The Rockets announce the signing of Jeremy Lin, eight months after cutting him. (Getty Images)
Judging by the response of Houston Rockets fans, a group that doesn't always rush to defend team GM Daryl Morey in unanimity, "The J & R Show" on 610 AM in Houston isn't exactly a go-to favorite on their radio dial. And judging by the contentious back and forth between co-host Josh Innes and Morey on Thursday, with an exasperated Morey chiding Innes for his line of questioning, Morey appears to share in their distaste.
Larry Brown Sports alerted us to the rather uncomfortable interview, one that pitted an impatient Innes against a Rockets GM that has made some curious moves with his team in the wake of yet another middling season that saw yet another pretty good Rockets team miss the postseason. Here's LBS' transcription of Morey's wearied rant, pitted at Innes:
"Twenty-nine out of 30 teams every year are disappointed so you can move yourself to any freaking city and make that same comment," he said in response to Innes, who pointed out that the team doesn't appear to be close to winning a title.
"So you're brilliant," Morey continued. "We're probably not going to win the title next year. You can be in almost any NBA city and you're going to be right about that, so that's a great comment," he said sarcastically.
Even if his line of questioning might be a little hostile — a major-league GM taking time out in the heart of a frantic offseason to go on record is nothing to slough off — Innes' analysis is at least correct. Beset by injuries, bad timing with deals, bad luck with shifts in strength of conference, or just plain bad moves, the Rockets have been floundering in comparison to their championship ilk in the years since their back-to-back titles in 1994 and 1995.
And, for a team that has always seemed a step ahead even after those titles — pouncing to land Charles Barkley, moving assets to grab Scottie Pippen, taking advantage in its deal for co-Rookie of the Year Steve Francis, latching on to Yao Ming and again taking advantage to deal for Tracy McGrady, then hiring enough cerebral talents to put together a 22-game winning streak in 2008, and drafting well with low-end picks all along the way — the Rockets always seem a step behind. Pretty good and nothing more, despite all the movement.
Morey, clearly, is attempting to change this. In going for broke in his move to either deal for disgruntled Orlando Magic center Dwight Howard, or starting over with a litany of first and second-year players alongside guard Jeremy Lin, he seems to be working toward that Big Move every observer has had him pegged for since Yao went down for good in the spring of 2009. And for Innes, on July 19, to treat Morey as if he's showing up at media day with his roster all set? With the plan fully executed and all the pieces in place? It's unfair.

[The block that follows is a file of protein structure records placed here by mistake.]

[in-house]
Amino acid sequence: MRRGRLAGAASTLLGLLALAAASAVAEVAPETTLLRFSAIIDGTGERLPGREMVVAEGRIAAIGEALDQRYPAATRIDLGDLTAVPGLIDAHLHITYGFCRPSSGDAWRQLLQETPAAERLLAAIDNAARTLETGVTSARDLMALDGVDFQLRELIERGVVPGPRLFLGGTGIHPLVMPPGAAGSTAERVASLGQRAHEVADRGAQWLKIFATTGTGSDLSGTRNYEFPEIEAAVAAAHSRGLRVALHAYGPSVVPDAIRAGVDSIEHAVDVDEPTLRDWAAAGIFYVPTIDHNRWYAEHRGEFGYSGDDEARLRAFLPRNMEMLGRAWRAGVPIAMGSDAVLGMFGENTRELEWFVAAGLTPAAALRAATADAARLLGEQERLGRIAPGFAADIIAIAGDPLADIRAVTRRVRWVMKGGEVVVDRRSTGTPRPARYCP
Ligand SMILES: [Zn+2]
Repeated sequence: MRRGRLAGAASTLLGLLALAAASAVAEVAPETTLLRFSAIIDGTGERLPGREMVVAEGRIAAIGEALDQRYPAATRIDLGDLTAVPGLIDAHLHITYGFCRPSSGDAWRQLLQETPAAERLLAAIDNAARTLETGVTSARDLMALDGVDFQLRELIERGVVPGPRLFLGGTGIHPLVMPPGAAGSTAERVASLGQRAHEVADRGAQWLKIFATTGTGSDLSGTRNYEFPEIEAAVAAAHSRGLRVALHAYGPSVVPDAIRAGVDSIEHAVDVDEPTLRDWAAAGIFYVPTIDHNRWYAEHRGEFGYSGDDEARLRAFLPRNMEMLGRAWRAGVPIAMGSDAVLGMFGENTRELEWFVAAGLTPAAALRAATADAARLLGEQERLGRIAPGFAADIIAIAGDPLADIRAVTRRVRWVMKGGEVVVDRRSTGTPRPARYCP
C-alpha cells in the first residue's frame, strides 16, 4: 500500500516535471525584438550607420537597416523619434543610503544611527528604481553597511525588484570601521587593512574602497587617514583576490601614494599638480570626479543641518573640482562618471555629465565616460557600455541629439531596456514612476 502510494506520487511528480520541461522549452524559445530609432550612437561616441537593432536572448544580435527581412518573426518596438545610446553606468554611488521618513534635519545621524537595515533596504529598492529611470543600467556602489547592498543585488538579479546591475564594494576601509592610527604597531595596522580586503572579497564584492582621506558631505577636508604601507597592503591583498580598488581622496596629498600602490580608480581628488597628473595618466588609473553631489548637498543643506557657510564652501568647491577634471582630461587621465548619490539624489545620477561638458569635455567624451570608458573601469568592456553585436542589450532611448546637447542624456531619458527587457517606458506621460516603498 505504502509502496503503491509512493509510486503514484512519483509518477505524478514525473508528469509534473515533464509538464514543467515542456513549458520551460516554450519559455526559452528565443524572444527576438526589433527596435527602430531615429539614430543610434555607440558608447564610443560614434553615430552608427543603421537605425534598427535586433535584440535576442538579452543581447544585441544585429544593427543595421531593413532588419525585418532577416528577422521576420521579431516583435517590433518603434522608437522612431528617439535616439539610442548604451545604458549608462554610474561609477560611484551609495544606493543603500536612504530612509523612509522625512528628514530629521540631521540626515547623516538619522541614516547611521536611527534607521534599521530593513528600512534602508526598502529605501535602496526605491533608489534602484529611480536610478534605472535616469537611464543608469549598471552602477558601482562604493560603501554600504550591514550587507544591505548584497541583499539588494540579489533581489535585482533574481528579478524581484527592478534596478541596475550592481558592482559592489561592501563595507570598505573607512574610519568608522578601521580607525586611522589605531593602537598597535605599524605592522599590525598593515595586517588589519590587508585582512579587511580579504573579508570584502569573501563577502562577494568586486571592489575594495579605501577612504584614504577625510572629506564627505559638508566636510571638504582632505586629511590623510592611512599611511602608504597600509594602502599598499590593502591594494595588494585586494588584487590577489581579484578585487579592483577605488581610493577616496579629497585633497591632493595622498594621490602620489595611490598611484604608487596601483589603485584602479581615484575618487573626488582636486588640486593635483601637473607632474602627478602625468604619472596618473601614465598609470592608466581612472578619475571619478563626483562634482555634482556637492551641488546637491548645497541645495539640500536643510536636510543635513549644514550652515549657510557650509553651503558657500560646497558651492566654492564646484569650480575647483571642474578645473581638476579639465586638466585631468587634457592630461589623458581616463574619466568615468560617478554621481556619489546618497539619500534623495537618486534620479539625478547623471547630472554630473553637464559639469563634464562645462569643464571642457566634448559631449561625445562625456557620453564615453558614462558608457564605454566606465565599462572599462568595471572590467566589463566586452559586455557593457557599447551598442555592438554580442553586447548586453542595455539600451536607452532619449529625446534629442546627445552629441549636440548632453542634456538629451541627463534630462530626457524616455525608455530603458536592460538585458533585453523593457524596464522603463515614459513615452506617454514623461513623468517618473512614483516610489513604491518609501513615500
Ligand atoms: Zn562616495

Now, there's a very good chance nothing much happens with these Rockets between now and media day in early October. It takes two to tango in the NBA, and the Magic don't have to be in love with Houston's offers for Howard, and free agents don't have to be smitten at the benefits a stay in Houston (Morey's quote: "you've got great weather during the season, you've got no [state] income tax, you've got an organization that's in the top five in winning the last 20 years, multiple titles, top defensively, always had great coaches, always had great players. It's a very easy sell and I absolutely disagree that Houston has any issues.") can offer.
Morey — who you may have heard is no dummy — is aware of this. You may not agree with the moves, or the ideal, or the plan, or enjoy the writing on his particular wall. You don't even have to mistake his activity thus far with achievement. You can't slough him off, as Innes did, as having wiped his brow after finishing his offseason work.
Come at Morey with that in October, not July.
(The full audio of the interview can be heard at Larry Brown Sports.)
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